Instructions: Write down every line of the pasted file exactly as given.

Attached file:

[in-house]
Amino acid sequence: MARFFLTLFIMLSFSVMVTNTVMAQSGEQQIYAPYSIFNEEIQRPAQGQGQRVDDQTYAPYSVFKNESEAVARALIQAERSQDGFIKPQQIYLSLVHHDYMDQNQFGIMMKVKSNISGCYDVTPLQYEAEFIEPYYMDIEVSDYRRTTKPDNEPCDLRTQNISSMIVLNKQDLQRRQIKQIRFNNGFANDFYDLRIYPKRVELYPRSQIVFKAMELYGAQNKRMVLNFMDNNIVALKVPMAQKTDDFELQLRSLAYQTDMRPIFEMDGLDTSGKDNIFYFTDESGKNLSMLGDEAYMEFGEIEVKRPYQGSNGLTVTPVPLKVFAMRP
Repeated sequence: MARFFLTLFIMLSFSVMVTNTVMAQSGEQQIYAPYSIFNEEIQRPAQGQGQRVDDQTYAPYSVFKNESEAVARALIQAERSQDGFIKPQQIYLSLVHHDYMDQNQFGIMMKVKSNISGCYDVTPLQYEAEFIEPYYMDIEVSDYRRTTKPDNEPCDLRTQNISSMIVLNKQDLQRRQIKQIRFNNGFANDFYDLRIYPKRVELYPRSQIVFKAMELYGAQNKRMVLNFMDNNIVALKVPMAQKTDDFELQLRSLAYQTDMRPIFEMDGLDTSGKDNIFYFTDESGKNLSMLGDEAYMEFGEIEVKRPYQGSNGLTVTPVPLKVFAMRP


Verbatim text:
[in-house]
Amino acid sequence: MARFFLTLFIMLSFSVMVTNTVMAQSGEQQIYAPYSIFNEEIQRPAQGQGQRVDDQTYAPYSVFKNESEAVARALIQAERSQDGFIKPQQIYLSLVHHDYMDQNQFGIMMKVKSNISGCYDVTPLQYEAEFIEPYYMDIEVSDYRRTTKPDNEPCDLRTQNISSMIVLNKQDLQRRQIKQIRFNNGFANDFYDLRIYPKRVELYPRSQIVFKAMELYGAQNKRMVLNFMDNNIVALKVPMAQKTDDFELQLRSLAYQTDMRPIFEMDGLDTSGKDNIFYFTDESGKNLSMLGDEAYMEFGEIEVKRPYQGSNGLTVTPVPLKVFAMRP
Repeated sequence: MARFFLTLFIMLSFSVMVTNTVMAQSGEQQIYAPYSIFNEEIQRPAQGQGQRVDDQTYAPYSVFKNESEAVARALIQAERSQDGFIKPQQIYLSLVHHDYMDQNQFGIMMKVKSNISGCYDVTPLQYEAEFIEPYYMDIEVSDYRRTTKPDNEPCDLRTQNISSMIVLNKQDLQRRQIKQIRFNNGFANDFYDLRIYPKRVELYPRSQIVFKAMELYGAQNKRMVLNFMDNNIVALKVPMAQKTDDFELQLRSLAYQTDMRPIFEMDGLDTSGKDNIFYFTDESGKNLSMLGDEAYMEFGEIEVKRPYQGSNGLTVTPVPLKVFAMRP